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EVIDENCE SUPPORTING THE UTILITY OF BLOOD CELL RESPIRATORY CAPACITY AS A SYSTEMIC MARKER OF MITOCHONDRIAL HEALTH AND BIOLOGICAL AGE

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title
EVIDENCE SUPPORTING THE UTILITY OF BLOOD CELL RESPIRATORY CAPACITY AS A SYSTEMIC MARKER OF MITOCHONDRIAL HEALTH AND BIOLOGICAL AGE
author
Tyrrell, Daniel John
abstract
The global population of older adults is projected to increase to over 2 billion by the year 2050, and although mitochondria are implicated in nearly all age-related diseases, currently there is no clinically useful measure of systemic mitochondrial health. Multiple lines of evidence suggest that blood cells may recapitulate mitochondrial function systemically, but there is a gap in the knowledge as to whether blood cell mitochondrial function reliably informs on mitochondrial function of other tissues or biological age in older adults. This project aims to develop a minimally invasive, objective measure of blood bioenergetic function that provides a reliable index of systemic mitochondrial health for aging and age-related diseases. We tested the hypotheses that blood cell bioenergetic function is reliable, correlates with bioenergetics of other metabolically active tissues, relates to indices of physical function in older adults, and responds to intervention. PBMC and platelet respiration produced similar respiratory rates over 1 week with intraclass correlation coefficients greater than 0.5. Platelet and monocyte bioenergetics associated with bioenergetics of skeletal and cardiac muscle, and PBMC bioenergetics correlated with gait speed, expanded short physical performance battery, leg strength, grip strength, and plasma interleukin-6 level in obese older adults. Interestingly, we found that PBMC respiration decreased significantly in response to resistance training and weight loss in obese older adults. Because weight loss is known to reduce resting metabolic rate, this may indicate that blood cell respiration tracks with systemic metabolic demand. Fat mass loss correlated with greater reduction of maximal PBMC respiration and reserve respiratory capacity, and lower baseline respiration predicted greater fat loss. In conclusion, we discovered that circulating blood cell respiration is reproducible, is associated with bioenergetics in muscle tissue and physical function, and is altered by resistance training and weight loss intervention. This addresses considerable gaps in the knowledge regarding the clinical utility of blood cell respiratory capacity, revealing that circulating blood cell respirometry is related to key aspects of biological health in old age and may provide a minimally invasive index of systemic mitochondrial health for use in large-scale clinical trials and geriatric medicine.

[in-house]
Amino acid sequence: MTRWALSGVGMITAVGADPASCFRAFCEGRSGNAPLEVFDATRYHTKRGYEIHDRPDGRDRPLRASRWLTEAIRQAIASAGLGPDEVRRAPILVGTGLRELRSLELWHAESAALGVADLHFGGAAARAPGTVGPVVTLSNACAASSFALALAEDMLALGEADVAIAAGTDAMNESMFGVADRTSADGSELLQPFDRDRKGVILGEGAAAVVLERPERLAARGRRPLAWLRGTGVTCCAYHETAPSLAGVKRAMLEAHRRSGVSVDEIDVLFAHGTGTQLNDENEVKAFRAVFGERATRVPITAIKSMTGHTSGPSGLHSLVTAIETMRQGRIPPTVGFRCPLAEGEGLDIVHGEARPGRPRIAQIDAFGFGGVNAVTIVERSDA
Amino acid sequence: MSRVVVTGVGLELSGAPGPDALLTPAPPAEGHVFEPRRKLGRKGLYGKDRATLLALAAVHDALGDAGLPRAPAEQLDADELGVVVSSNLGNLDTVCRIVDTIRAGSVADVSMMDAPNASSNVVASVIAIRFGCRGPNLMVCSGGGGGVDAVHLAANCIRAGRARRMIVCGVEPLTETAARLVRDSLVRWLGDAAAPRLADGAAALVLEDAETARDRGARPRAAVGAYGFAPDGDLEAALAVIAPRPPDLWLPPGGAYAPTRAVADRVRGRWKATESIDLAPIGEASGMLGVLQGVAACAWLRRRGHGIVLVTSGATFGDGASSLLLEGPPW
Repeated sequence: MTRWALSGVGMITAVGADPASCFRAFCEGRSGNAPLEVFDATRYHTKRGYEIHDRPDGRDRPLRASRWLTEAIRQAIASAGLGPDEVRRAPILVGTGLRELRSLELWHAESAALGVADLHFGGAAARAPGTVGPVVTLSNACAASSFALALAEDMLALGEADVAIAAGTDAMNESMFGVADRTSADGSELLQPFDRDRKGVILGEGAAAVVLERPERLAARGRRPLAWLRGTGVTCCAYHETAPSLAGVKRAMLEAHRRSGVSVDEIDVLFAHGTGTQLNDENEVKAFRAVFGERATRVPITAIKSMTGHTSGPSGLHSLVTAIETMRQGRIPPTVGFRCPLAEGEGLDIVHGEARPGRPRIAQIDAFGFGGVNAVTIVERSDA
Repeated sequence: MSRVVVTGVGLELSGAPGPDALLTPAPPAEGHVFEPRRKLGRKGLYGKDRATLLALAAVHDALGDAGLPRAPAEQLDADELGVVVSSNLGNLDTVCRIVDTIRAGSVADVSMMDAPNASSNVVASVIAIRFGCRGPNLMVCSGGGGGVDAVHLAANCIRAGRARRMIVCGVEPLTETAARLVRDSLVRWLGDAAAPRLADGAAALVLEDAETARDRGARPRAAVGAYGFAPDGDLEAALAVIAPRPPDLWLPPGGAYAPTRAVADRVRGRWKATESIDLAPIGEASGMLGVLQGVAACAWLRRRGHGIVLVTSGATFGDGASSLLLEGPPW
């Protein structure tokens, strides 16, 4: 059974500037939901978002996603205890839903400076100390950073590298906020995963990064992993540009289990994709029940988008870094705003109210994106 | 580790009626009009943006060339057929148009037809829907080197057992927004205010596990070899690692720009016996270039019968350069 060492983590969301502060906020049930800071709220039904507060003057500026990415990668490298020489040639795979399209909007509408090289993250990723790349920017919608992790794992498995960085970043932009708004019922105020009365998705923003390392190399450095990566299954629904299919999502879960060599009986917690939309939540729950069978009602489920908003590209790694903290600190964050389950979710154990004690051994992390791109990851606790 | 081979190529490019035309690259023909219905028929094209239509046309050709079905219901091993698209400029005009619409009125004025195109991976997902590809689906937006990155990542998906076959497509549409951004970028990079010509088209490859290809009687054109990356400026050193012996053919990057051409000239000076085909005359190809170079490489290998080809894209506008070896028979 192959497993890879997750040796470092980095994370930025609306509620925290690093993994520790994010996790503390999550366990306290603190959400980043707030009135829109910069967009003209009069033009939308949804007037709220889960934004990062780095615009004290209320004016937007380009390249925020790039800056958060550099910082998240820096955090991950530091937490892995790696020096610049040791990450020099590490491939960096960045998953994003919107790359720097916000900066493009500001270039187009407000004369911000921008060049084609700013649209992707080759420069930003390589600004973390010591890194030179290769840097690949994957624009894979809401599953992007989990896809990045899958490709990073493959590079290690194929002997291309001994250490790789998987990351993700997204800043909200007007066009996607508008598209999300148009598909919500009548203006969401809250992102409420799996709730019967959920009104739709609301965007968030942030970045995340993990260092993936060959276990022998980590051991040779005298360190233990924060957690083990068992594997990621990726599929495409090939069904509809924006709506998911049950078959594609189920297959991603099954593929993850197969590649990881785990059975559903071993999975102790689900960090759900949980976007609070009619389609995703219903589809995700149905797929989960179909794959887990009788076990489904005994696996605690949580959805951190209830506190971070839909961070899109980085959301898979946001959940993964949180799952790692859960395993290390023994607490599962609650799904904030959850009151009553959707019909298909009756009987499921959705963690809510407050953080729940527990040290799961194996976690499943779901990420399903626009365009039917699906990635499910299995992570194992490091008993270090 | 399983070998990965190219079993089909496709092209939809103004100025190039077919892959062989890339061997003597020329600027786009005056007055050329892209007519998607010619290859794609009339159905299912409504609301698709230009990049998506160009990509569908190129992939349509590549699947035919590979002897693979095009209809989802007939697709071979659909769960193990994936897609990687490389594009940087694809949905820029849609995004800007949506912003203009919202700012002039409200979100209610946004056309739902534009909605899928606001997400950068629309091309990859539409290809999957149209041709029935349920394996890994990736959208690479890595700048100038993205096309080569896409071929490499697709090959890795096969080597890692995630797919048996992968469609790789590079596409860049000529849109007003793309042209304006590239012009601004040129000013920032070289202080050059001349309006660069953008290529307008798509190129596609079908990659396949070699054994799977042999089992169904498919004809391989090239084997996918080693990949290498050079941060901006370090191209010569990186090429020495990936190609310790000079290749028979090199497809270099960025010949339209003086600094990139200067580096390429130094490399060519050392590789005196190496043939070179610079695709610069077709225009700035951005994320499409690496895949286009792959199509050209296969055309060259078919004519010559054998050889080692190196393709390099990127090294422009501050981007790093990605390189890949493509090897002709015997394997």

subject
Bioenergetics
Biological Age
Blood cells
Cellular Respiration
Metabolism
Mitochondria
contributor
Molina, Anthony J (committee chair)
Files, Daniel C (committee member)
Nicklas, Barbara J (committee member)
Register, Thomas (committee member)
Craft, Suzanne (committee member)
date
2017-01-14T09:35:31Z (accessioned)
2019-01-13T09:30:10Z (available)
2016 (issued)
degree
Physiology and Pharmacology (discipline)
embargo
2019-01-13 (terms)
identifier
http://hdl.handle.net/10339/64195 (uri)
language
en (iso)
publisher
Wake Forest University
type
Dissertation

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